What is not shown here is that there are typically multiple electromagnets 28 spaced evenly around a ring or circle to drive the permanent magnets 18 on a flywheel 12. Each electromagnet 28 can be, and preferably is, individually pulsed or energized by the controller/sequencers 40. This provides added flexibility when combined with a programmable controller/sequencers 40. However, preferably electromagnets 28 are energized in pairs on opposite sides of the flywheel 12 in order to minimize lateral forces on the flywheel. In one embodiment, opposite pairs of electromagnets 28 are energized in pairs on each side of a flywheel 12 at the same time, thus resulting in sets of four electromagnets 28 being energized together. Thus, if pairs of electromagnets 28 at the top of the assembly are energized, the corresponding pairs of electromagnets 28 at the bottom are also energized at the same time. Energizing all four of these electromagnets 28 at the same time balances the forces applied to the flywheel 12, resulting in lower friction, less wear, and higher potential rotating speeds. Other energization sequences are also within the scope of this invention.
The preferred embodiment of the present invention utilizes two groups of permanent magnets 18″, 20″ embedded in the flywheel 12 (see
Also in the preferred embodiment of the present invention, electromagnets 26, 28 are mounted in rings proximate to the two rings of permanent magnets 18″, 20″, on each side of the flywheel 12 so as to provide drive or braking, when pulsed, and/or to provide recapture of electronic energy through regeneration. Thus, there are two rings of electromagnets 26, 28 on each side of the flywheel, for a total of four rings or groups of electromagnets. The electromagnets 28 in the inner ring of electromagnets are primary utilized for drive and braking, but may also be utilized for regeneration. The electromagnets 26 in the outer ring are primarily utilized for regeneration. The inner rings of electromagnets 28 each comprise eight electromagnets of varying resistance evenly spaced in a circle with a center corresponding to the center of the flywheel 12 or axle 14. The outer rings of electromagnets 26 each comprise sixteen electromagnets of identical resistance evenly spaced in a circle with a center corresponding to the center of the flywheel 12 or axle 14. All of the permanent magnets 18″, 20″ and electromagnets 26, 28 are mounted perpendicular to the surface of the flywheel 12.
In this embodiment of the present invention, the electromagnets 28 mounted in each of the two inner rings (one of each side of the flywheel) are of various resistances, ranging from 1 Ω (ohm) down to 0.3 Ω, in steps or increments of 0.1 Ω. In the preferred embodiment, the battery 38 provides twelve volts (V) of power. With Ohm's law, since V=IR, and, thus, I=V/R, this results in a range of amperage (A) from 12 amps (for 1 Ω) up to 40 amps (for 0.3 Ω). This configuration can run the full gamut of ohmic resistance. Both pulse width of the power provided to the electromagnets and amperage, through selection of which electromagnets to energize, for how long, and when, are adjusted as the speed of the flywheel increases during operation. Corresponding electromagnets on each side of the flywheel preferably have the same resistance and are pulsed simultaneously in parallel in order to minimize transverse forces on the flywheel and axle that would result from energizing them separately.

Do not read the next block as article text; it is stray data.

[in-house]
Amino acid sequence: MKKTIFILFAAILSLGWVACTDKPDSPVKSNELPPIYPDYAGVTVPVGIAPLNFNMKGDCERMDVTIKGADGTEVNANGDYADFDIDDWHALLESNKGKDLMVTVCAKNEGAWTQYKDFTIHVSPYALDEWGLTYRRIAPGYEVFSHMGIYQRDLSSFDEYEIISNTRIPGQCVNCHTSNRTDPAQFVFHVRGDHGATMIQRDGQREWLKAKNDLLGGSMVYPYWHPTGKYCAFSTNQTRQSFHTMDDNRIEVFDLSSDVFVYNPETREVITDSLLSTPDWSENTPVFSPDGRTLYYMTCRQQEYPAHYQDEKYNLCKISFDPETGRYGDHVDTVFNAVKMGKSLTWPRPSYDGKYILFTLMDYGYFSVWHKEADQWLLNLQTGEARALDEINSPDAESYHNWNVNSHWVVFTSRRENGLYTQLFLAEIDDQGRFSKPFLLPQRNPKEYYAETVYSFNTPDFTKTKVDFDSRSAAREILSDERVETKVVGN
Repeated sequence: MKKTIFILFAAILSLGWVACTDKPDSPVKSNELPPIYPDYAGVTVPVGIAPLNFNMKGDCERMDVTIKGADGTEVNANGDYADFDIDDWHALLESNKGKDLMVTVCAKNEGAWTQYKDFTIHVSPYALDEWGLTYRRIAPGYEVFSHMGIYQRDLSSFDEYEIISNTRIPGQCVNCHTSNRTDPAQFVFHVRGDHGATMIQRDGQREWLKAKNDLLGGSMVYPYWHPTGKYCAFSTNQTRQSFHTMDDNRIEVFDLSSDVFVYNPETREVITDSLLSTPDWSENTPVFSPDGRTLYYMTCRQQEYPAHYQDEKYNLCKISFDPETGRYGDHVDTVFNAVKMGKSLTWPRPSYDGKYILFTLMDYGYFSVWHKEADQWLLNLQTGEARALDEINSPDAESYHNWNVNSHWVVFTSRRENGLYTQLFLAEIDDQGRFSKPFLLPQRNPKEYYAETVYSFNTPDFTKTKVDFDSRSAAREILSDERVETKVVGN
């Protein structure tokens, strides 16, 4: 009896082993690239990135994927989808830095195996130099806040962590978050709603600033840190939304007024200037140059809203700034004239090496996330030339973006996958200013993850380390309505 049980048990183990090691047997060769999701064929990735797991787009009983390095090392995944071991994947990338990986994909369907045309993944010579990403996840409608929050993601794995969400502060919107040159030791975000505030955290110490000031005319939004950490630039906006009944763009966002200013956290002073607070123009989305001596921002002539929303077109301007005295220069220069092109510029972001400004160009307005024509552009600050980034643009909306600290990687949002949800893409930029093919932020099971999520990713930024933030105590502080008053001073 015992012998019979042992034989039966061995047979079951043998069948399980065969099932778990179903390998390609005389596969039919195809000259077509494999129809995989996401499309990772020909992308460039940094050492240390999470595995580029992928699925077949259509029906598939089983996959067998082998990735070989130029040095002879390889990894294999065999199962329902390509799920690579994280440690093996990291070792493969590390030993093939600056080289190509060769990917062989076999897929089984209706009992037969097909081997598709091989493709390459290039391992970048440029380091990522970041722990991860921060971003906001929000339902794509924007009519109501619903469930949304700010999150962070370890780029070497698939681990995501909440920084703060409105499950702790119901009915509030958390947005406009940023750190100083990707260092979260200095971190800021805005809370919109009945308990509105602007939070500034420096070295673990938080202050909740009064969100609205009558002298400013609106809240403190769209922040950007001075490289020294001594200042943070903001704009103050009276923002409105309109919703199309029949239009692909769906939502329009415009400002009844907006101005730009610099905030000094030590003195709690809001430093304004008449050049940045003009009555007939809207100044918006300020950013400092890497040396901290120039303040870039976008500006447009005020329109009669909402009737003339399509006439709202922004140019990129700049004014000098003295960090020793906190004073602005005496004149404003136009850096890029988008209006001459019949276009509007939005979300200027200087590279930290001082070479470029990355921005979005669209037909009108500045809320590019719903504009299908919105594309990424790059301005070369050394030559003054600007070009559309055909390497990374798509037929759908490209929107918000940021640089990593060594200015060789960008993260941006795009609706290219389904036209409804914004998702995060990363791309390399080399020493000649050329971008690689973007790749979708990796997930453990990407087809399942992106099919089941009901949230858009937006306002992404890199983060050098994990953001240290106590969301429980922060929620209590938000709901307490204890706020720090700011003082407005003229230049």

One pair of electromagnets 28 may be pulsed or energized at one time. Alternatively, up to four pairs of the electromagnets 28 in the inner ring may be pulsed or energized at the same time, corresponding to the four permanent magnets 20″ mounted and embedded in the flywheel 12. On the other hand, pairs of electromagnets 28 not being pulsed or energized for drive or braking, may sometimes be utilized for regeneration. Thus, at one point in time, two pairs of electromagnets 28 may be utilized for drive or braking, while two others utilized for regeneration. At a different point in time, one pair could be utilized for drive or braking, while three pairs are utilized for regeneration. Then, at still another time, one pair could be utilized for drive or braking, while no pairs are utilized for regeneration. This decision of which electromagnets 28 to utilize for which purpose is controlled by the controller/sequencer 40.
Referring now to
This FIG. shows front wheels controlled by a steering box. However, in an alternate embodiment, steering is partially, or totally, controlled through applying different drive or braking to rotary propulsion systems mounted on two or more wheels, similarly as is typically done with tracked vehicles. Also, in
It should be obvious that in alternate embodiments, electromagnets could be deployed on or in the flywheel in concentric, circular patterns and permanent magnets could be located adjacent the flywheel. Power to the electromagnets could be provided through slip rings or in other manners well known in the art.
It is to be understood that the present invention is not limited to the embodiments described above, but encompasses any and all embodiments within the scope of the following claims.
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|U.S. Classification||318/400.31, 310/68.00B, 310/156.32, 318/150, 318/498, 310/113, 318/140, 180/65.51, 318/725, 310/268, 180/65.1|
|International Classification||H02K7/02, H02K1/27, H02K31/00, H02K21/24, H02K7/14|
|Cooperative Classification||H02K49/102, H02K7/02, Y02E60/16, H02K21/24, H02K7/025, H02K7/14|
|European Classification||H02K7/02B, H02K49/10B, H02K7/14, H02K7/02, H02K21/24|
|Apr 19, 2010||REMI||Maintenance fee reminder mailed|
|Sep 12, 2010||LAPS||Lapse for failure to pay maintenance fees|
|Nov 2, 2010||FP||Expired due to failure to pay maintenance fee|
Effective date: 20100912